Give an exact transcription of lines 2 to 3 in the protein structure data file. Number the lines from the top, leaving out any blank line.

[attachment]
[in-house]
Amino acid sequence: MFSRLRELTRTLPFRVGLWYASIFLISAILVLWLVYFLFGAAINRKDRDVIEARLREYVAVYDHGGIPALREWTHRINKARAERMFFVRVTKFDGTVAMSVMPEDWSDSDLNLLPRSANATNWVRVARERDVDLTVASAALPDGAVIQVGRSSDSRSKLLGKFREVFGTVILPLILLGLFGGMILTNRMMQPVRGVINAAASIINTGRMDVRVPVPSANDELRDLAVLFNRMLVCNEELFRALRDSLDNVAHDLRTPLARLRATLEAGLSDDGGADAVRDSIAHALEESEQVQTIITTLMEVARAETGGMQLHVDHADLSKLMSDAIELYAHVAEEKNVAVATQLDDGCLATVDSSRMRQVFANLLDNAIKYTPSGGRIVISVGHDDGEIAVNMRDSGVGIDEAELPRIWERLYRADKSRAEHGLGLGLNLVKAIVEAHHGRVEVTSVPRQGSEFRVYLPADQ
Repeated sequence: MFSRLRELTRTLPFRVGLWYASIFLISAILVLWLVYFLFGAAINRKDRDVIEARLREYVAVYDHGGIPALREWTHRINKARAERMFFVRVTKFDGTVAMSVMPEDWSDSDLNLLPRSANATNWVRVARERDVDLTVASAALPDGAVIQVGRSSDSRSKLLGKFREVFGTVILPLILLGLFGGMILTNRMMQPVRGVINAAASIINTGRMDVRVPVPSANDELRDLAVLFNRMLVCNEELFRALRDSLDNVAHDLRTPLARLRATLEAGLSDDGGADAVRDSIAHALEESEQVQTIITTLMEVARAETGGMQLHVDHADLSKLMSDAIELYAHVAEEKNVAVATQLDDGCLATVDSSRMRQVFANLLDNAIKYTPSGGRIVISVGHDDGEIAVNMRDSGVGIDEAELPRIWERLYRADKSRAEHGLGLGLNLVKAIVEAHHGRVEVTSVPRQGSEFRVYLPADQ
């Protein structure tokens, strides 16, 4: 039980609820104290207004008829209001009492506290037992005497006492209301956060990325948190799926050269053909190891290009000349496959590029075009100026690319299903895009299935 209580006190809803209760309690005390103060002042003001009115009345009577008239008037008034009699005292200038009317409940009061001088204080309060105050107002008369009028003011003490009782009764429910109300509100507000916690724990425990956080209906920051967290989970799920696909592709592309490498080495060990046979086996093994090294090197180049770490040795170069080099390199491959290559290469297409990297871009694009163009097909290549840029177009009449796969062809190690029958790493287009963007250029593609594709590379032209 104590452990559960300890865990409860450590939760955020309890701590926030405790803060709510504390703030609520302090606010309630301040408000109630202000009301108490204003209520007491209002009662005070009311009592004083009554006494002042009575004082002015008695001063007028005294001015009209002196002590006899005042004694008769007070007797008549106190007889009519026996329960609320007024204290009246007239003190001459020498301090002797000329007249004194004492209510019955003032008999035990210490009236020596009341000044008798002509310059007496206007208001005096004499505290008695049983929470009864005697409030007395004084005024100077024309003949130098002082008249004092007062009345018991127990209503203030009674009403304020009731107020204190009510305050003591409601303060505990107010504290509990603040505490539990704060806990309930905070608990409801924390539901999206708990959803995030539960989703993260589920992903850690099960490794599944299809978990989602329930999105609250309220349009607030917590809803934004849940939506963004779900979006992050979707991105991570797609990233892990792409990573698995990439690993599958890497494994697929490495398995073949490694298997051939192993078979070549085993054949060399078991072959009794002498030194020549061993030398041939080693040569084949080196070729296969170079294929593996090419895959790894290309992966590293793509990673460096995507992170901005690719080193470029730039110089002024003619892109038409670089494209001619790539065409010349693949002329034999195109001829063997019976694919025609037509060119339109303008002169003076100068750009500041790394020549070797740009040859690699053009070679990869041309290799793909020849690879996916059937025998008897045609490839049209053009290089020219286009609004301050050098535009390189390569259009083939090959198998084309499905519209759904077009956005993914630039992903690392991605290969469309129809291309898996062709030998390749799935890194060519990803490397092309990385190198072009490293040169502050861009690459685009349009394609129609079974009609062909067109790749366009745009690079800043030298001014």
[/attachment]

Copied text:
Amino acid sequence: MFSRLRELTRTLPFRVGLWYASIFLISAILVLWLVYFLFGAAINRKDRDVIEARLREYVAVYDHGGIPALREWTHRINKARAERMFFVRVTKFDGTVAMSVMPEDWSDSDLNLLPRSANATNWVRVARERDVDLTVASAALPDGAVIQVGRSSDSRSKLLGKFREVFGTVILPLILLGLFGGMILTNRMMQPVRGVINAAASIINTGRMDVRVPVPSANDELRDLAVLFNRMLVCNEELFRALRDSLDNVAHDLRTPLARLRATLEAGLSDDGGADAVRDSIAHALEESEQVQTIITTLMEVARAETGGMQLHVDHADLSKLMSDAIELYAHVAEEKNVAVATQLDDGCLATVDSSRMRQVFANLLDNAIKYTPSGGRIVISVGHDDGEIAVNMRDSGVGIDEAELPRIWERLYRADKSRAEHGLGLGLNLVKAIVEAHHGRVEVTSVPRQGSEFRVYLPADQ
Repeated sequence: MFSRLRELTRTLPFRVGLWYASIFLISAILVLWLVYFLFGAAINRKDRDVIEARLREYVAVYDHGGIPALREWTHRINKARAERMFFVRVTKFDGTVAMSVMPEDWSDSDLNLLPRSANATNWVRVARERDVDLTVASAALPDGAVIQVGRSSDSRSKLLGKFREVFGTVILPLILLGLFGGMILTNRMMQPVRGVINAAASIINTGRMDVRVPVPSANDELRDLAVLFNRMLVCNEELFRALRDSLDNVAHDLRTPLARLRATLEAGLSDDGGADAVRDSIAHALEESEQVQTIITTLMEVARAETGGMQLHVDHADLSKLMSDAIELYAHVAEEKNVAVATQLDDGCLATVDSSRMRQVFANLLDNAIKYTPSGGRIVISVGHDDGEIAVNMRDSGVGIDEAELPRIWERLYRADKSRAEHGLGLGLNLVKAIVEAHHGRVEVTSVPRQGSEFRVYLPADQ